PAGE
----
A skeptical woman seeks help from an unconventional therapist in this no-holds-barred memoir about group therapy.
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Why I love it
Author, Three Women
In my twenties I suffered a great deal of loss—my parents to car accidents and cancer and almost all my other relatives in the space of a few years. I saw several therapists, but none of them helped. It’s taken me years to understand that those doctors couldn’t help in a meaningful way because they hadn’t experienced my specific variety of pain. In fact, the only times I felt unalone were around other people who’d suffered in the ways that I had. When I read Christie Tate’s Group, I traveled back to that dark period—but in an utterly different way. I saw what might have been, had I found my own community of supporters.
Tate describes hitting rock bottom before meeting Dr. Rosen, a nontraditional therapist who leads an unconventional psychotherapy group. At first resistant to Rosen’s unusual approach—mandatory nightly phone calls, exposed guts, and the expectation that members keep no secrets about themselves or each other—over time, Tate finds that her experiences in that room help her not only heal, but thrum with life.
Group is not a compendium of therapeutic niceties. It is not a manual or a simple memoir. It is, rather, a daring admission of how the will to live can come from the most unexpected of places. It is not for the reader to judge the eccentric (and often wildly entertaining) methods of Dr. Rosen and their reverberations for the group, but to hear that we all suffer, and we all claw to get out of holes. For me, this book is an antidote and a consent—whatever place you find salvation, that’s the right place to be.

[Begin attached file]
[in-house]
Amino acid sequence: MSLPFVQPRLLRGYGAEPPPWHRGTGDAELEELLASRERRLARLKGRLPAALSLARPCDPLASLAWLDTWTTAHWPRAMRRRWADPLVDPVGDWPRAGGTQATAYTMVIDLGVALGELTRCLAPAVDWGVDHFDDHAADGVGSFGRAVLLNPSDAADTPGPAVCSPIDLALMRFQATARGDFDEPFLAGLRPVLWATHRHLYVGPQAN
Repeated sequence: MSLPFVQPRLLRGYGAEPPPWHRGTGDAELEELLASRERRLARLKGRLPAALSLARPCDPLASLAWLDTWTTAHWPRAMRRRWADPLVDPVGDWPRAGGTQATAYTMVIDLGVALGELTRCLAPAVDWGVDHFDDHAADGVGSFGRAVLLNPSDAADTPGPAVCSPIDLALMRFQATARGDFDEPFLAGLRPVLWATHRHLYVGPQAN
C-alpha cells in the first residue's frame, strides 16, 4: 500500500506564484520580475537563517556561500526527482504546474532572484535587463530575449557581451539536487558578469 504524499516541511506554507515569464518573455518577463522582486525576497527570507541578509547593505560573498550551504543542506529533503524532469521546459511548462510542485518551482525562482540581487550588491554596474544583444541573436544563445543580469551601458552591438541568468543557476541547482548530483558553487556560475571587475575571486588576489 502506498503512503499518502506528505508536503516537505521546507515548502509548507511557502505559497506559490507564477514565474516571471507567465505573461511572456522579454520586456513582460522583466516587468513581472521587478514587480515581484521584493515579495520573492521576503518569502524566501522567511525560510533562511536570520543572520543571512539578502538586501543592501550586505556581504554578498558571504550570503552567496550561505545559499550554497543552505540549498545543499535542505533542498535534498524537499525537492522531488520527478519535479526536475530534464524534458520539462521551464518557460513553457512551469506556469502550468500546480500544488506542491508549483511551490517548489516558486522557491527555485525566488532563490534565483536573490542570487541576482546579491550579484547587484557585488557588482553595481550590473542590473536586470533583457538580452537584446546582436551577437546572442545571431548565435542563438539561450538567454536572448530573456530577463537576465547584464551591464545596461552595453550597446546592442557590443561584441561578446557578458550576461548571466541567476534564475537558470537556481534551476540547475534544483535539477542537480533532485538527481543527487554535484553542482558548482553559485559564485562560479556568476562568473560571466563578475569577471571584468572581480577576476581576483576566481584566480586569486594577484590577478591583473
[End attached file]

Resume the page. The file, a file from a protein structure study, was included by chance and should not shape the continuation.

Christie Tate had just been named the top student in her law school class and finally had her eating disorder under control. Why then was she driving through Chicago fantasizing about her own death? Why was she envisioning putting an end to the isolation and sadness that still plagued her in spite of her achievements?
Enter Dr. Rosen, a therapist who calmly assures her that if she joins one of his psychotherapy groups, he can transform her life. All she has to do is show up and be honest. About everything—her eating habits, childhood, sexual history, etc. Christie is skeptical, insisting that that she is defective, beyond cure. But Dr. Rosen issues a nine-word prescription that will change everything: “You don’t need a cure, you need a witness.
So begins her entry into the strange, terrifying, and ultimately life-changing world of group therapy. Christie is initially put off by Dr. Rosen’s outlandish directives, but as her defenses break down and she comes to trust Dr. Rosen and to depend on the sessions and the prescribed nightly phone calls with various group members, she begins to understand what it means to connect.
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